Tesla coils can also be used to generate sounds, including music, by modulating the system's effective "break rate" (i.e., the rate and duration of high power RF bursts) via MIDI data and a control unit. The actual MIDI data is interpreted by a microcontroller which converts the MIDI data into a PWM output which can be sent to the Tesla coil via a fiber optic interface.An extensive outdoor musical concert has demonstrated using Tesla coils during the Engineering Open House (EOH) at the University of Illinois Urbana-Champaign. The Icelandic artist Björk used a Tesla coil in her song "Thunderbolt" as the main instrument in the song. The musical group ArcAttack uses modulated Tesla coils and a man in a chain-link suit to play music.

Vacuum system leak detectors


Scientists working with high-vacuum systems test for the presence of tiny pin holes in the apparatus (especially a newly blown piece of glassware) using high-voltage discharges produced by a small handheld Tesla coil. When the system is evacuated the high-voltage electrode of the coil is played over the outside of the apparatus. At low pressures, air is more easily ionized and thus conducts electricity better than atmospheric-pressure air. Therefore, the discharge travels through any pin hole immediately below it, producing a corona discharge inside the evacuated space which illuminates the hole, indicating points that need to be annealed or reblown before they can be used in an experiment.



In 2016, Rice University scientists used the field of a Tesla coil to remotely align tiny carbon nanotubes into a circuit, a process they dubbed "teslaphoresis".[52][53]

Health issues

Boy allowing arc from Tesla coil to strike hand.

The high-voltage radio frequency (RF) discharges from the output terminal of a Tesla coil pose a unique hazard not found in other high-voltage equipment: when passed through the body they often do not cause the painful sensation and muscle contraction of electric shock, as lower frequency AC or DC currents do.[54][9][55][56] The nervous system is insensitive to currents with frequencies over 10–20 kHz.[57] It is thought that the reason for this is that a certain minimum number of ions must be driven across a nerve cell's membrane by the imposed voltage to trigger the nerve cell to depolarize and transmit an impulse. At radio frequencies, there is insufficient time during a half-cycle for enough ions to cross the membrane before the alternating voltage reverses.[57] The danger is that since no pain is felt, experimenters often assume the currents are harmless. Teachers and hobbyists demonstrating small Tesla coils often impress their audience by touching the high-voltage terminal or allowing the streamer arcs to pass through their body.[58][59][9]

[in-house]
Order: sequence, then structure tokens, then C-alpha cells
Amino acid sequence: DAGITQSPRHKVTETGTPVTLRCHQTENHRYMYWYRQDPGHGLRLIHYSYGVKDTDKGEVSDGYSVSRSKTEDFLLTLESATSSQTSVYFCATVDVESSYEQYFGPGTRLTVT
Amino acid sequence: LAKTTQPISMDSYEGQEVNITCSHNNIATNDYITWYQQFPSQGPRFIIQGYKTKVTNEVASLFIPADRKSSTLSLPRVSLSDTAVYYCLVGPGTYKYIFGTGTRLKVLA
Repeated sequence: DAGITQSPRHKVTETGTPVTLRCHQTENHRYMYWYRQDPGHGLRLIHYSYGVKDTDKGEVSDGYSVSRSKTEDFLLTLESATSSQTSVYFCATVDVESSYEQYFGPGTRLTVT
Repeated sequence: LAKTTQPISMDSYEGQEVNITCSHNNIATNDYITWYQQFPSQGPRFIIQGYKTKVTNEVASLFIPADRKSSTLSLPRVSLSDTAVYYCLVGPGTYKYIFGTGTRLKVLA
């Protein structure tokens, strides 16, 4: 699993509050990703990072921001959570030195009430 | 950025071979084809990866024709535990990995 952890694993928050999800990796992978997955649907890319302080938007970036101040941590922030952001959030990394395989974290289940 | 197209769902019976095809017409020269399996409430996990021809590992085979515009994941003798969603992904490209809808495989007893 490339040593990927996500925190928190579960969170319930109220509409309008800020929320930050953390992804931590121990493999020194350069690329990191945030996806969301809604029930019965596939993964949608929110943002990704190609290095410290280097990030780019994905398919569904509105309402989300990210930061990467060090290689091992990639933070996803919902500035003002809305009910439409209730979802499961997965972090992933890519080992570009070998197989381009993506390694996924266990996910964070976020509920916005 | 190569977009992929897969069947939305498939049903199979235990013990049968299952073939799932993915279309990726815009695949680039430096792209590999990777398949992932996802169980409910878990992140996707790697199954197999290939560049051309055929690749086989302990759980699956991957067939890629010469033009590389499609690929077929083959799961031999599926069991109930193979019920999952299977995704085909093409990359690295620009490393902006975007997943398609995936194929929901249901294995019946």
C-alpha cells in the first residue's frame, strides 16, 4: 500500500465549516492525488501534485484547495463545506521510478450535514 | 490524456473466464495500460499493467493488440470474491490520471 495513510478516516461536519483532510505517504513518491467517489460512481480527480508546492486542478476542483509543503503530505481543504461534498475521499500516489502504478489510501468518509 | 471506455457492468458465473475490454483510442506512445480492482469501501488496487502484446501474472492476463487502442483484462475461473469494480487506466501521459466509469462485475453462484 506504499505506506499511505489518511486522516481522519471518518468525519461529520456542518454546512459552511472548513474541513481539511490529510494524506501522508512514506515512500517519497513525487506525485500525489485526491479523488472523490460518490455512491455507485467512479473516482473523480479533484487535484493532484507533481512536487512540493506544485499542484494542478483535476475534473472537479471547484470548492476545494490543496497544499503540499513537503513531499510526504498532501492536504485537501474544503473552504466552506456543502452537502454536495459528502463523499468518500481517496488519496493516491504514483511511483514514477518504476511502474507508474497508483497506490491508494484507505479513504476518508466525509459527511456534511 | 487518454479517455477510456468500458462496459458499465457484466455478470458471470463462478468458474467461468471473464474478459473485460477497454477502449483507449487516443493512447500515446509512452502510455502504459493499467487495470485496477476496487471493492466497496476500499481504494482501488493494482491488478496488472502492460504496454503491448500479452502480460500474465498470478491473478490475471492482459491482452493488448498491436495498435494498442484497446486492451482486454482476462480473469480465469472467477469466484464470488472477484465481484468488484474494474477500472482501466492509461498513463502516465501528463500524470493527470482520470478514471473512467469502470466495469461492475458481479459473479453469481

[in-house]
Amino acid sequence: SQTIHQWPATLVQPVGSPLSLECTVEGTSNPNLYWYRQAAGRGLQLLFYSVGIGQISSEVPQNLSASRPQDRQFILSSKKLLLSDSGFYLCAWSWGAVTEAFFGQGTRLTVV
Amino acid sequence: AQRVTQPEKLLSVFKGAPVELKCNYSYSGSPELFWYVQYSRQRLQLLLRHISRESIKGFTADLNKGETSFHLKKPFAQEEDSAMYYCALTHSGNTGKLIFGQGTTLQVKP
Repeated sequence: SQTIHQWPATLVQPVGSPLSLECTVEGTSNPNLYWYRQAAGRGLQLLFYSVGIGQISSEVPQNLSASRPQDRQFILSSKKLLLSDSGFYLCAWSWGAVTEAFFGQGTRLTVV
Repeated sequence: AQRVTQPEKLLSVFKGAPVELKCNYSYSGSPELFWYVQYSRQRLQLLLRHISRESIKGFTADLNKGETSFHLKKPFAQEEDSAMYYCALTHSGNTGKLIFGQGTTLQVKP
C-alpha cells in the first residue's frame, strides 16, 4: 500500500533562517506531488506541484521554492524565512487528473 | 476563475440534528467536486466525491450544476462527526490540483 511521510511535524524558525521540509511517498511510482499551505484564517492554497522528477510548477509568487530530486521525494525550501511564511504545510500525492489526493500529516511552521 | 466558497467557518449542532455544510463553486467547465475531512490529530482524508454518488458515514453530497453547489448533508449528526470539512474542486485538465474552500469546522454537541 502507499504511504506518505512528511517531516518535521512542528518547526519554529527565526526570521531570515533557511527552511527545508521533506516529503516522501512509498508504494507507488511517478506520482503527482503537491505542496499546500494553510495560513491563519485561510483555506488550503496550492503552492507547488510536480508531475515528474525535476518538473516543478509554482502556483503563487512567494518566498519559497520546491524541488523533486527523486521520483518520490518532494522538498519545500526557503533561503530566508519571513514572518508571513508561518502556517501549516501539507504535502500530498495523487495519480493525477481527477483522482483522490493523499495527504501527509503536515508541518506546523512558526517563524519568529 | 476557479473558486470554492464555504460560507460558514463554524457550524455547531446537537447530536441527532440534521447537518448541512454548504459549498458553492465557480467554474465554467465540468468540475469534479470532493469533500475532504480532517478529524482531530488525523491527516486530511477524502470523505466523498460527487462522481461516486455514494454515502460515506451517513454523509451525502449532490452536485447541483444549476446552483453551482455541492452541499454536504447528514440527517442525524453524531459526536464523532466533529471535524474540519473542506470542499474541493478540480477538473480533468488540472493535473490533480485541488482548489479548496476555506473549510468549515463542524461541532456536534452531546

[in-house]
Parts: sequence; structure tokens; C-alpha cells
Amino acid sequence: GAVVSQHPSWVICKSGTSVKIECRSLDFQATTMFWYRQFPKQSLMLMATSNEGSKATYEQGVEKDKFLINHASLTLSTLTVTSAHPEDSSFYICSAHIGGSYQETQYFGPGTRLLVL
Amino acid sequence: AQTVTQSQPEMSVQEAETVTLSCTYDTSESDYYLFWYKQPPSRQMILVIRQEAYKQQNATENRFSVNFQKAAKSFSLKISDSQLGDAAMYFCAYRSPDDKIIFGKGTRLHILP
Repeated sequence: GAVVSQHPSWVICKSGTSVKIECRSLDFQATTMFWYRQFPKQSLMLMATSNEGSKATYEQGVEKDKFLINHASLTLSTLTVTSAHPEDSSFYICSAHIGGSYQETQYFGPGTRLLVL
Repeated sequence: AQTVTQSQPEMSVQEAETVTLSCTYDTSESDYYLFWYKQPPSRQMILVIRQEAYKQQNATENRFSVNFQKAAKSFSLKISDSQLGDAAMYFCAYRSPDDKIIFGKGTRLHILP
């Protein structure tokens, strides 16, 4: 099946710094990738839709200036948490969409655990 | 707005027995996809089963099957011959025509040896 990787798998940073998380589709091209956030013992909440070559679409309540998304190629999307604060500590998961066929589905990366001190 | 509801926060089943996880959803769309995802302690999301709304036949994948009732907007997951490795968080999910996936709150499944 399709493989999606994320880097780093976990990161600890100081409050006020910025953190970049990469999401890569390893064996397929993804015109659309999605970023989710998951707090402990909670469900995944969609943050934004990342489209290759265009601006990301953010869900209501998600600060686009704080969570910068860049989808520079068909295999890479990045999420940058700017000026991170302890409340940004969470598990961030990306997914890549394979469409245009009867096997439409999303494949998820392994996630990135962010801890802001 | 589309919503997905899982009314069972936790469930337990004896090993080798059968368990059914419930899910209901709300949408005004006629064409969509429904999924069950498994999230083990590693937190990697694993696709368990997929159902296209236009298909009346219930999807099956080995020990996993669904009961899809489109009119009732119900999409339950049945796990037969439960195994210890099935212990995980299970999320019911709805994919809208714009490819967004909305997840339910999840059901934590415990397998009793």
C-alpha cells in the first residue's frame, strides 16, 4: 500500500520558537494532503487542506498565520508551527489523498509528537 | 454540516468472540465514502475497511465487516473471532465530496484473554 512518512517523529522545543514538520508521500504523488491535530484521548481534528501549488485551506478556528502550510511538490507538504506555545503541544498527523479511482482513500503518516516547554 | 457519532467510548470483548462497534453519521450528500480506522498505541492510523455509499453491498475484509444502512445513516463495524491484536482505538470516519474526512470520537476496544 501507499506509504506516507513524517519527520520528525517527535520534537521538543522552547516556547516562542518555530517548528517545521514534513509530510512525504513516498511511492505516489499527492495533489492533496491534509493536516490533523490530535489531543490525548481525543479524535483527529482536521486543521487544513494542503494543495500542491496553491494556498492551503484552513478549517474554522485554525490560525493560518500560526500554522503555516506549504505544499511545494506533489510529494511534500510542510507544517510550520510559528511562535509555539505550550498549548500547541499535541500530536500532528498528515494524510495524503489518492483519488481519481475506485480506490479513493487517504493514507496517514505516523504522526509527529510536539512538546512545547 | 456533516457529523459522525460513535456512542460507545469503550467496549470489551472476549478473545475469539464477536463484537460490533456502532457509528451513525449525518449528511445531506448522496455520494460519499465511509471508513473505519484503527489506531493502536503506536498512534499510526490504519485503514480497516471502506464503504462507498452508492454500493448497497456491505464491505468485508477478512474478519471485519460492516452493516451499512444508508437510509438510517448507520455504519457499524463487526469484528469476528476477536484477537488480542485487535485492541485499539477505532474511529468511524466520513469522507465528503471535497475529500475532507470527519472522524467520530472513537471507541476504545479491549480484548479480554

If the arcs from the high-voltage terminal strike the bare skin, they can cause deep-seated burns called RF burns.[60][61] This is often avoided by allowing the arcs to strike a piece of metal held in the hand, or a thimble on a finger, instead. The current passes from the metal into the person's hand through a wide enough surface area to avoid causing burns.[9] Often no sensation is felt, or just a warmth or tingling.

However this does not mean the current is harmless.[62] Even a small Tesla coil produces many times the electrical energy necessary to stop the heart, if the frequency happens to be low enough to cause ventricular fibrillation.[63][64] A minor misadjustment of the coil could result in electrocution. In addition, the RF current heats the tissues it passes through. Carefully controlled Tesla coil currents, applied directly to the skin by electrodes, were used in the early 20th century for deep body tissue heating in the medical field of longwave diathermy.[55] The amount of heating depends on the current density, which depends on the power output of the Tesla coil and the cross-sectional area of the path the current takes through the body to ground.[56] Particularly if it passes through narrow structures such as blood vessels or joints it may raise the local tissue temperature to hyperthermic levels, "cooking" internal organs or causing other injuries. International ICNIRP safety standards for RF current in the body in the Tesla coil frequency range of 0.1–1 MHz specify a maximum current density of 0.2 mA per square centimeter and a maximum power absorption rate (SAR) in tissue of 4 W/kg in limbs and 0.8 W/kg average over the body.[65] Even low power Tesla coils could exceed these limits, and it is generally impossible to determine the threshold current where bodily injury begins. Being struck by arcs from a high power (> 1000 Watt) Tesla coil is likely to be fatal.

Another reported hazard of this practice is that arcs from the high-voltage terminal often strike the primary winding of the coil.[54][62] This momentarily creates a conductive path for the lethal 50 or 60 Hz primary current from the supply transformer to reach the output terminal. If a person is connected to the output terminal at the time, either by touching it or allowing arcs from the terminal to strike the person's body, then the high primary current could pass through the conductive ionized air path, through the body to ground, causing electrocution.

Skin-effect myth


An erroneous explanation for the absence of electric shock that has persisted among Tesla coil hobbyists is that the high-frequency currents travel through the body close to the surface, and thus do not penetrate to vital organs or nerves, due to an electromagnetic phenomenon called skin effect.[63][9][66][67]